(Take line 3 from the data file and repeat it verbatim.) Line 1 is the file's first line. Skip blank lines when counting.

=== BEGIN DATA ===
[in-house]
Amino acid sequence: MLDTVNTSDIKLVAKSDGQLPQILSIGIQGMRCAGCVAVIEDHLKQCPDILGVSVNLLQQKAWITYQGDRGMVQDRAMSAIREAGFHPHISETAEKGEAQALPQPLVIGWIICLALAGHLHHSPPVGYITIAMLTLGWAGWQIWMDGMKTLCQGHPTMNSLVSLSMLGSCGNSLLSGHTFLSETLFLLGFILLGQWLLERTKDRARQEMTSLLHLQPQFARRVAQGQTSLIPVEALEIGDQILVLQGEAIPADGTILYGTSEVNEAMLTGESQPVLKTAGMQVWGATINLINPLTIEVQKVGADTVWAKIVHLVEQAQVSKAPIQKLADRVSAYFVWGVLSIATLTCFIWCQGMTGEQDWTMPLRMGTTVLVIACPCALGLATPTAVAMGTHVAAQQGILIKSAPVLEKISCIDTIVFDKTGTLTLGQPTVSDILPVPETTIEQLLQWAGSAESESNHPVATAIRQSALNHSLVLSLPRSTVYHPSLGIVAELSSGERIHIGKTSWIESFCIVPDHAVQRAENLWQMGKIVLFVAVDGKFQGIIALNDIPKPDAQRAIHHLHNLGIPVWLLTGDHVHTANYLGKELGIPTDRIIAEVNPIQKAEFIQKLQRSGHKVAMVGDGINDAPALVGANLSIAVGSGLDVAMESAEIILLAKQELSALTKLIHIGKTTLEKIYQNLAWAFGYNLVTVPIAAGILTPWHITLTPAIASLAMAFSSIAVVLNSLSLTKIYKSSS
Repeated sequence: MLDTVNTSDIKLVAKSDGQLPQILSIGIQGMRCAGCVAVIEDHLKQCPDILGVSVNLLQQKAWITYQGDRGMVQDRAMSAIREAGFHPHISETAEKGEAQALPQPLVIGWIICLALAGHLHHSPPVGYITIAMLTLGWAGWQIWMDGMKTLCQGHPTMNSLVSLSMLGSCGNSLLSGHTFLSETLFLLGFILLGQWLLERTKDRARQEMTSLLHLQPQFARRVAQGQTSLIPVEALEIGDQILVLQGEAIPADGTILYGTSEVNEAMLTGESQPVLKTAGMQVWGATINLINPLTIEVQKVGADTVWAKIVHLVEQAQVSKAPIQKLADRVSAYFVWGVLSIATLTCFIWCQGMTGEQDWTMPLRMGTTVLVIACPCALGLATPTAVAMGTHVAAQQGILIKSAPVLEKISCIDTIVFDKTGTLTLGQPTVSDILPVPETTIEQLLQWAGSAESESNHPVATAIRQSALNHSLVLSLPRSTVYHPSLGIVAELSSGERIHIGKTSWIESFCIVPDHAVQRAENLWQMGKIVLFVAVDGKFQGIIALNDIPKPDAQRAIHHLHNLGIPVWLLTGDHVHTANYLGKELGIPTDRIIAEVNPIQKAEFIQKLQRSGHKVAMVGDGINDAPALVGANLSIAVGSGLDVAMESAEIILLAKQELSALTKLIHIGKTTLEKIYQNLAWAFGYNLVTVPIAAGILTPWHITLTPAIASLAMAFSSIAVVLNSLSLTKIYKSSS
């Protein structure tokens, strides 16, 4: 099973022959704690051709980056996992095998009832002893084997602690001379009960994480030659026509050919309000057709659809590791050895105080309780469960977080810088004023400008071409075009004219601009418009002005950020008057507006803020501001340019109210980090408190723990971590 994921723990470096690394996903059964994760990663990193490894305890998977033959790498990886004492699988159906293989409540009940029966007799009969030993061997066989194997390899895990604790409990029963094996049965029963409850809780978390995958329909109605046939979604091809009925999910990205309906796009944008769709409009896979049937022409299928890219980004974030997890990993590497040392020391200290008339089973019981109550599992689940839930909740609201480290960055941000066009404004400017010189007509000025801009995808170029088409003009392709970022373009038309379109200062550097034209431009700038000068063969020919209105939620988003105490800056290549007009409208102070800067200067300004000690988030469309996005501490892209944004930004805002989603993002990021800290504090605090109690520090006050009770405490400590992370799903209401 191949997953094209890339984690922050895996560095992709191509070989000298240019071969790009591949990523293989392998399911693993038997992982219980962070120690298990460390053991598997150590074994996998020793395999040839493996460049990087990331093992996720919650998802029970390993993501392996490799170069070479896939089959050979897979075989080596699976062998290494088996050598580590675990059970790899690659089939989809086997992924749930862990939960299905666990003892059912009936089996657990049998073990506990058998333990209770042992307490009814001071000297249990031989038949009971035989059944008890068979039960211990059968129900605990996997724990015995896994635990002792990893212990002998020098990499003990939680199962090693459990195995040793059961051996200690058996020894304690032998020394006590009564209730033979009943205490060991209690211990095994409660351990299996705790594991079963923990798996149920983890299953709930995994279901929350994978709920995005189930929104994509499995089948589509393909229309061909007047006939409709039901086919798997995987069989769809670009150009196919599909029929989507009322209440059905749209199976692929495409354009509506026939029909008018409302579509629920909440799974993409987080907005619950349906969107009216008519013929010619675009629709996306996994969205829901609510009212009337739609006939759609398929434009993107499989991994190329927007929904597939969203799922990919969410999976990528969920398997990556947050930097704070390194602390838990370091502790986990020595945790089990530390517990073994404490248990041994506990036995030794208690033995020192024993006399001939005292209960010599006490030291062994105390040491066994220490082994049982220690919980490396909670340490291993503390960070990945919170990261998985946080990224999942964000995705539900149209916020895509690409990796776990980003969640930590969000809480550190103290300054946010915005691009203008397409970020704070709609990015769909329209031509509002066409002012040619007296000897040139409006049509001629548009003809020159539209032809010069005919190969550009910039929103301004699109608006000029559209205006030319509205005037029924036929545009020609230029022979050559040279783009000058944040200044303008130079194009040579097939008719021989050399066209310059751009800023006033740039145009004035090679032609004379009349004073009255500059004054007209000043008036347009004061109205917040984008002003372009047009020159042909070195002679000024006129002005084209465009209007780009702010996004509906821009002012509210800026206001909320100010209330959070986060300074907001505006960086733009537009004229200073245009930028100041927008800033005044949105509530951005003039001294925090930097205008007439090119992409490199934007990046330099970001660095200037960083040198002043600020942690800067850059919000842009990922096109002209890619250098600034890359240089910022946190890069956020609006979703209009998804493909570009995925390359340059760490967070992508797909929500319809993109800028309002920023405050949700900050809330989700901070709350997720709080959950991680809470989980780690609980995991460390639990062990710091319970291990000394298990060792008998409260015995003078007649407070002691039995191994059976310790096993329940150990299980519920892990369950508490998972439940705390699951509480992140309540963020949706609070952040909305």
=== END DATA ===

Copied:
Repeated sequence: MLDTVNTSDIKLVAKSDGQLPQILSIGIQGMRCAGCVAVIEDHLKQCPDILGVSVNLLQQKAWITYQGDRGMVQDRAMSAIREAGFHPHISETAEKGEAQALPQPLVIGWIICLALAGHLHHSPPVGYITIAMLTLGWAGWQIWMDGMKTLCQGHPTMNSLVSLSMLGSCGNSLLSGHTFLSETLFLLGFILLGQWLLERTKDRARQEMTSLLHLQPQFARRVAQGQTSLIPVEALEIGDQILVLQGEAIPADGTILYGTSEVNEAMLTGESQPVLKTAGMQVWGATINLINPLTIEVQKVGADTVWAKIVHLVEQAQVSKAPIQKLADRVSAYFVWGVLSIATLTCFIWCQGMTGEQDWTMPLRMGTTVLVIACPCALGLATPTAVAMGTHVAAQQGILIKSAPVLEKISCIDTIVFDKTGTLTLGQPTVSDILPVPETTIEQLLQWAGSAESESNHPVATAIRQSALNHSLVLSLPRSTVYHPSLGIVAELSSGERIHIGKTSWIESFCIVPDHAVQRAENLWQMGKIVLFVAVDGKFQGIIALNDIPKPDAQRAIHHLHNLGIPVWLLTGDHVHTANYLGKELGIPTDRIIAEVNPIQKAEFIQKLQRSGHKVAMVGDGINDAPALVGANLSIAVGSGLDVAMESAEIILLAKQELSALTKLIHIGKTTLEKIYQNLAWAFGYNLVTVPIAAGILTPWHITLTPAIASLAMAFSSIAVVLNSLSLTKIYKSSS